- One argument in favour of UBI is that the existing services are facing targeting (inclusion and exclusion problems) issues, and UBI being universal in nature, will remove these issues. However, according to the Economic Survey, UBI will not be provided to everyone. It will be provided to only 75% of the population based on some exclusion criteria. This means that UBI also has some sort of targeting. Then how are we avoiding targeting issues by providing UBI? The same issues regarding targeting will come up here as well. The argument for UBI because of its better targeting doesn’t hold any ground. In such a situation, the solution is not to scrape off the entire welfare system, but to improve targeting. The economic survey 2016-17 itself admits that the targeting is improving now. If it is already improving, then it can be further enhanced as well.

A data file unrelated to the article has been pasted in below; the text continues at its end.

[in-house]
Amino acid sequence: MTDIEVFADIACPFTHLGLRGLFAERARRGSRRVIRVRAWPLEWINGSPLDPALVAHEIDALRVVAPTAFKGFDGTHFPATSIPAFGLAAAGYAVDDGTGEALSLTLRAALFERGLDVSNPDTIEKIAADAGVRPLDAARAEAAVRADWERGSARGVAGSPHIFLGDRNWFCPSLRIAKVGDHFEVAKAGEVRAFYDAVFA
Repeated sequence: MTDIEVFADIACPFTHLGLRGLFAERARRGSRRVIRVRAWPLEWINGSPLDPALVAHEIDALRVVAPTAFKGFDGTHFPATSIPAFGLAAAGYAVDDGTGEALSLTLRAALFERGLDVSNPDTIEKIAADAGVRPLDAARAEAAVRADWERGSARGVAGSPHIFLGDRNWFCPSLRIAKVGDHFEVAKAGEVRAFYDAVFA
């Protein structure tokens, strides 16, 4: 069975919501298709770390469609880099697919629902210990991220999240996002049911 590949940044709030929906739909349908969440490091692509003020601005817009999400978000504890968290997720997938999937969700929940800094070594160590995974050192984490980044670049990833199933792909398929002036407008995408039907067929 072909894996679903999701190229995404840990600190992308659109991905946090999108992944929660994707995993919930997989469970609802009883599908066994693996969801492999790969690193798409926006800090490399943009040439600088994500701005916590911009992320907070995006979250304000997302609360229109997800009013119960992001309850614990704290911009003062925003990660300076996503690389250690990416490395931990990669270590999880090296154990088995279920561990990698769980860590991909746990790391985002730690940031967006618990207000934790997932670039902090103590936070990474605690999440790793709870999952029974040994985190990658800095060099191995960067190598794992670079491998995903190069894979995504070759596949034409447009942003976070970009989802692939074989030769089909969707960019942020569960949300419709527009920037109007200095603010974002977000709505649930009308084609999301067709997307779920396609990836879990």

- One trend is that parents prefer private schools over government schools because of the better quality of education. The solution to this problem would not be to give cash transfers but to improve the schooling system. Moreover, by arguing that UBI will be an improvement over the current system, the government is, in fact, acknowledging that the existing system is not functioning properly.
- UBI cannot be seen in isolation. It is connected to the whole idea of cashless economy, demonetisation, JAM (Jan Dhan, Aadhar and mobile), etc. People are being forced to link to the banking system. Subsidies are now directly transferred into bank accounts linked with Aadhar. Even though the UBI has not been implemented, a fertile ground is being set up.